July 15, 2010
‘Mars Antenna’ Ready For Joint Replacement
Workers at NASA's Deep Space Network complex in Goldstone, Calif., have been making precise, laser-assisted measurements to ensure a flat surface for pouring new grout as part of a major renovation on the 70-meter-wide (230-foot-wide) "Mars antenna." While officially dubbed Deep Space Station 14, the antenna picked up the Mars name from its first task: tracking NASA's Mariner 4 spacecraft, which had been lost by smaller antennas after its historic flyby of Mars.
This work represents the first time network engineers have redesigned and replaced the hydrostatic bearing assembly, which enables the antenna to rotate horizontally. To accomplish this, they lifted the entire rotating structure of the giant antenna for the first time.
The hydrostatic bearing assembly puts the weight of the antenna on three pads, which glide on a film of oil around a large steel ring. The ring measures about 24 meters (79 feet) in diameter and must be flat to work efficiently. After 44 years of near-constant use, the Mars antenna needed a kind of joint replacement, since the bearing assembly had become uneven.
Since beginning work in March, engineers and technicians have carefully lifted several million pounds of delicate scientific instruments about five millimeters (0.2 inches) and transferred the weight of the antenna to temporary supporting legs. They have removed the old steel runner and cement-based grout. They have also installed sole plates, which cover the grout and anchor the new runner. Over the past week, JPL engineers checked to make sure the sole plates were level, and workers poured the new epoxy grout underneath to hold them in place. Mixing and pouring the new grout occurred at night to ensure the work was completed within the tight temperature tolerances required to handle this material.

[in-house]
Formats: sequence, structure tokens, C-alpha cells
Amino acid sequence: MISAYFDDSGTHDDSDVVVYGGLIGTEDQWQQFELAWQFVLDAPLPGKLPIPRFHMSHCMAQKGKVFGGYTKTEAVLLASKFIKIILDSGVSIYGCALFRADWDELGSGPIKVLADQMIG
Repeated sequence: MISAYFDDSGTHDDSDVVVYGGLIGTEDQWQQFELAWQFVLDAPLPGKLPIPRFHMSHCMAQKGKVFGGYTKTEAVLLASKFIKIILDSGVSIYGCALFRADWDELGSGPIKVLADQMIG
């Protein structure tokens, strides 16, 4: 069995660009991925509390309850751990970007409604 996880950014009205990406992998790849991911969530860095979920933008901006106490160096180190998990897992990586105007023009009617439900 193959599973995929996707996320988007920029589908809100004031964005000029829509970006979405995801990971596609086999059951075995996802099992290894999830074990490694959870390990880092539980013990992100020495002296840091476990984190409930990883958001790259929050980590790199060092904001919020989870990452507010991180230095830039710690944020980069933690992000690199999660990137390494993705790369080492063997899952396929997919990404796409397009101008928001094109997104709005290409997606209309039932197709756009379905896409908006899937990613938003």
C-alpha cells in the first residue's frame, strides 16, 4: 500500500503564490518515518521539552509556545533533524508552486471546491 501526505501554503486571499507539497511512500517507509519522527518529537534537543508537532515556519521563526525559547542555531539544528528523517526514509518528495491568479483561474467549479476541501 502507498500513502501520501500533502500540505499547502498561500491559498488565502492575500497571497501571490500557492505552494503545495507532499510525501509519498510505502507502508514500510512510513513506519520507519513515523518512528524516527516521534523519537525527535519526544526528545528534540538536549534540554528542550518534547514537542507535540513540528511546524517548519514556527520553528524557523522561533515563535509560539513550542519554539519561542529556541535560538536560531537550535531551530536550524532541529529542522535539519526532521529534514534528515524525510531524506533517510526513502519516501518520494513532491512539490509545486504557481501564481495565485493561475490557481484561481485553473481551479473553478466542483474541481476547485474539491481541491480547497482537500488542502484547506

Over the next few weeks, the new, thicker steel runner segments will be installed. Work is on track to return the antenna to service on Nov. 1, 2010.
Image 1: As the sun sets on July 8, 2010, workers prepare to pour new epoxy grout for the hydrostatic bearing assembly of the giant "Mars antenna" at NASA's Deep Space Network communications site in Goldstone, Calif. Image credit: NASA/JPL-Caltech
Image 2: Tim Sink, an engineer at NASA's Jet Propulsion Laboratory in Pasadena, Calif., checks the evenness of sole plates installed on the giant "Mars antenna" at the DSN site. Image credit: NASA/JPL-Caltech
On the Net:
- For more details about the work on the Mars antenna, visit: http://www.jpl.nasa.gov/news/news.cfm?release=2010-083
- For more information about the Deep Space Network, visit: http://deepspace.jpl.nasa.gov/dsn
- For more information about NASA's space communications and navigation program, visit: http://www.spacecomm.nasa.gov